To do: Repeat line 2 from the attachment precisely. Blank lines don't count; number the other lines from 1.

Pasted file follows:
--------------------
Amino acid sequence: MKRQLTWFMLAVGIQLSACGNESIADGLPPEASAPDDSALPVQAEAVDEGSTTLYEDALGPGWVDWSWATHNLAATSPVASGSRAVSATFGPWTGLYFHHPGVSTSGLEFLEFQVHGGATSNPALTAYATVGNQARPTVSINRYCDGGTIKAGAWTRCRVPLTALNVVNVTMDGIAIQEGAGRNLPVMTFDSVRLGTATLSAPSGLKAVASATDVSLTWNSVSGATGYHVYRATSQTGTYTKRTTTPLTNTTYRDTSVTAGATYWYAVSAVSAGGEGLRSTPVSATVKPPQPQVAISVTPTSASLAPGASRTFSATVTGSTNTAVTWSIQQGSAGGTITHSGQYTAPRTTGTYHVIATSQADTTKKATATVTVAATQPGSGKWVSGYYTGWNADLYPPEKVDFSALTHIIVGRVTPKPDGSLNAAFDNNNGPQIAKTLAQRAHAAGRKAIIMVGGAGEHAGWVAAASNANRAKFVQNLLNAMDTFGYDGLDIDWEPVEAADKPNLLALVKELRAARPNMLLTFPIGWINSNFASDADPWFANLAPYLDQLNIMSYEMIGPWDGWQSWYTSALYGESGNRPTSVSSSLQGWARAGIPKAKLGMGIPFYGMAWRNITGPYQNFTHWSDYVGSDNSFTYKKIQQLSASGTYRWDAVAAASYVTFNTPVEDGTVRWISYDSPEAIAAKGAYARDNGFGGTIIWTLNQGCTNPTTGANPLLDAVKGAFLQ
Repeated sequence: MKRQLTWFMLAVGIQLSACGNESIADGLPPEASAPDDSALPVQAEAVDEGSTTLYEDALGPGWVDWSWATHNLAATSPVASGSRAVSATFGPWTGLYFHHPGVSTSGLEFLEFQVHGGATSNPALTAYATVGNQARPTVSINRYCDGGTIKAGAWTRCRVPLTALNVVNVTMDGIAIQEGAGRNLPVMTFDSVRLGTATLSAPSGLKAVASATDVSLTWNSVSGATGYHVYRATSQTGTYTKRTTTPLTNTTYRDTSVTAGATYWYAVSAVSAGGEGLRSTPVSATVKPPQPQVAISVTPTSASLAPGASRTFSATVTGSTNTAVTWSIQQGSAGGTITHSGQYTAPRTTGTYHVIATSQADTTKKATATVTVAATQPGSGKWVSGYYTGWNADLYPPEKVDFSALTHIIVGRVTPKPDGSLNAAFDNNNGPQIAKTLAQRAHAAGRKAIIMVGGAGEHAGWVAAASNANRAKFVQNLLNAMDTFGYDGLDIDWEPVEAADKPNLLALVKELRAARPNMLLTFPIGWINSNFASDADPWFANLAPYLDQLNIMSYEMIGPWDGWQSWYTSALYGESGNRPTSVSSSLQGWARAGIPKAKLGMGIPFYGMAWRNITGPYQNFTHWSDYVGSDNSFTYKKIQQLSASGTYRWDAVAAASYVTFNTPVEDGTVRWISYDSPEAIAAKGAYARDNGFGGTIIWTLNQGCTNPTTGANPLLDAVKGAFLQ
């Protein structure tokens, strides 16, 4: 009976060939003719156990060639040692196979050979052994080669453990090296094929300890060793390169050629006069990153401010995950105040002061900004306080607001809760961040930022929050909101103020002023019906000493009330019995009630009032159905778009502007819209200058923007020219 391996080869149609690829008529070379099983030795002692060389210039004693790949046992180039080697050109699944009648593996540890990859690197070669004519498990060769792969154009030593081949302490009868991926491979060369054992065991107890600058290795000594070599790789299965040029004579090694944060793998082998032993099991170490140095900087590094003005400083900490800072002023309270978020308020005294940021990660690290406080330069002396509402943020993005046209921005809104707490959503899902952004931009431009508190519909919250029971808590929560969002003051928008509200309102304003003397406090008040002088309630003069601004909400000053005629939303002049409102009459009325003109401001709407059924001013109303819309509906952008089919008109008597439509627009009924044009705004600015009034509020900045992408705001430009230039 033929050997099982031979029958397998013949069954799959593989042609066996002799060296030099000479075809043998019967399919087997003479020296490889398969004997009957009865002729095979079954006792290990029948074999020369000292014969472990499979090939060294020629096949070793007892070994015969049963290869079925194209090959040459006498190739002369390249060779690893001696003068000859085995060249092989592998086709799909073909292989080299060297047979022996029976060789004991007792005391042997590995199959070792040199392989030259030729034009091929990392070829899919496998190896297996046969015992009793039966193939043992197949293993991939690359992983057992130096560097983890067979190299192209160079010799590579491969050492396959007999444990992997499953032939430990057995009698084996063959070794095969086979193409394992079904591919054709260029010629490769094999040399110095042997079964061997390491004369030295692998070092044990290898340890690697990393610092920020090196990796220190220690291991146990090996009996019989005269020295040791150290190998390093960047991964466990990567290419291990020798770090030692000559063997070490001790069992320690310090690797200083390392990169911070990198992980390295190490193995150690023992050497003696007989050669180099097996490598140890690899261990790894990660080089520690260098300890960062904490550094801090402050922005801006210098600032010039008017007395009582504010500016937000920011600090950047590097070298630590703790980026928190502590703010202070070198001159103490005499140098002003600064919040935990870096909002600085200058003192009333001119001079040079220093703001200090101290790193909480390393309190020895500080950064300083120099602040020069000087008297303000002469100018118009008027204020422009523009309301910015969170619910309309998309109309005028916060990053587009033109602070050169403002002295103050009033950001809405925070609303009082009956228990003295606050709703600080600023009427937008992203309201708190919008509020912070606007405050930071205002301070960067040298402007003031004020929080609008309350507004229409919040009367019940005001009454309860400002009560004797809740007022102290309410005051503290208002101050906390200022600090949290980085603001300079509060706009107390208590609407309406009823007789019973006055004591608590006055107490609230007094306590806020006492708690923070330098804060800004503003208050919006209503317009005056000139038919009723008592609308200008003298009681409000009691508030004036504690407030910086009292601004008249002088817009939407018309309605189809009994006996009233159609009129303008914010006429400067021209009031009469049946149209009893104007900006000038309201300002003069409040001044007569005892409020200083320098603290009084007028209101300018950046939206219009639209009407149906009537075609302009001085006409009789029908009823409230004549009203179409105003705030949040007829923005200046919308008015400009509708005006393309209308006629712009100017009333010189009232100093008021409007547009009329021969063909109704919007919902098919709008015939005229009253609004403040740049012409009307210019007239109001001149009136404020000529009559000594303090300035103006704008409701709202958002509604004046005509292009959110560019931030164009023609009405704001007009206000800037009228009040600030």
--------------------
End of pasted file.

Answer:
Repeated sequence: MKRQLTWFMLAVGIQLSACGNESIADGLPPEASAPDDSALPVQAEAVDEGSTTLYEDALGPGWVDWSWATHNLAATSPVASGSRAVSATFGPWTGLYFHHPGVSTSGLEFLEFQVHGGATSNPALTAYATVGNQARPTVSINRYCDGGTIKAGAWTRCRVPLTALNVVNVTMDGIAIQEGAGRNLPVMTFDSVRLGTATLSAPSGLKAVASATDVSLTWNSVSGATGYHVYRATSQTGTYTKRTTTPLTNTTYRDTSVTAGATYWYAVSAVSAGGEGLRSTPVSATVKPPQPQVAISVTPTSASLAPGASRTFSATVTGSTNTAVTWSIQQGSAGGTITHSGQYTAPRTTGTYHVIATSQADTTKKATATVTVAATQPGSGKWVSGYYTGWNADLYPPEKVDFSALTHIIVGRVTPKPDGSLNAAFDNNNGPQIAKTLAQRAHAAGRKAIIMVGGAGEHAGWVAAASNANRAKFVQNLLNAMDTFGYDGLDIDWEPVEAADKPNLLALVKELRAARPNMLLTFPIGWINSNFASDADPWFANLAPYLDQLNIMSYEMIGPWDGWQSWYTSALYGESGNRPTSVSSSLQGWARAGIPKAKLGMGIPFYGMAWRNITGPYQNFTHWSDYVGSDNSFTYKKIQQLSASGTYRWDAVAAASYVTFNTPVEDGTVRWISYDSPEAIAAKGAYARDNGFGGTIIWTLNQGCTNPTTGANPLLDAVKGAFLQ